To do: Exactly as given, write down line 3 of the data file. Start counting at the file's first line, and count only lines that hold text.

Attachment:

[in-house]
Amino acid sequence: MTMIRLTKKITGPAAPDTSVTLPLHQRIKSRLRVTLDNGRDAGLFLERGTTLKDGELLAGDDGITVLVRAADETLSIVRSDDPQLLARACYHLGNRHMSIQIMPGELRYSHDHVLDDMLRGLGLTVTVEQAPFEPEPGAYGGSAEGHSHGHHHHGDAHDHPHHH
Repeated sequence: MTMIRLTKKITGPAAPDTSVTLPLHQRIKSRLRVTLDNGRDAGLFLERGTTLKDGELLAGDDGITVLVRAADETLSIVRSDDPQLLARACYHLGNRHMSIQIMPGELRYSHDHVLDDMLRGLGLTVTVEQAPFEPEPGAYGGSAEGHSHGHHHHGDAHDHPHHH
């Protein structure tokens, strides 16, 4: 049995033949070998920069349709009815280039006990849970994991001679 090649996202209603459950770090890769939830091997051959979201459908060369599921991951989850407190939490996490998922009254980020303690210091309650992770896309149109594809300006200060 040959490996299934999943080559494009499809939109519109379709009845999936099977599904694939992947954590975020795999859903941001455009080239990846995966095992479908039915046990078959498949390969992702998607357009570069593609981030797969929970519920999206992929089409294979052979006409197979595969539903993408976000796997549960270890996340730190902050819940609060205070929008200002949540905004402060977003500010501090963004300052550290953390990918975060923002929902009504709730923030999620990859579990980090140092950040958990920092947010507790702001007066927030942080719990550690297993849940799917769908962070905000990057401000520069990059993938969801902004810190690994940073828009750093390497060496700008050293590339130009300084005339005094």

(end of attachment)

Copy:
Repeated sequence: MTMIRLTKKITGPAAPDTSVTLPLHQRIKSRLRVTLDNGRDAGLFLERGTTLKDGELLAGDDGITVLVRAADETLSIVRSDDPQLLARACYHLGNRHMSIQIMPGELRYSHDHVLDDMLRGLGLTVTVEQAPFEPEPGAYGGSAEGHSHGHHHHGDAHDHPHHH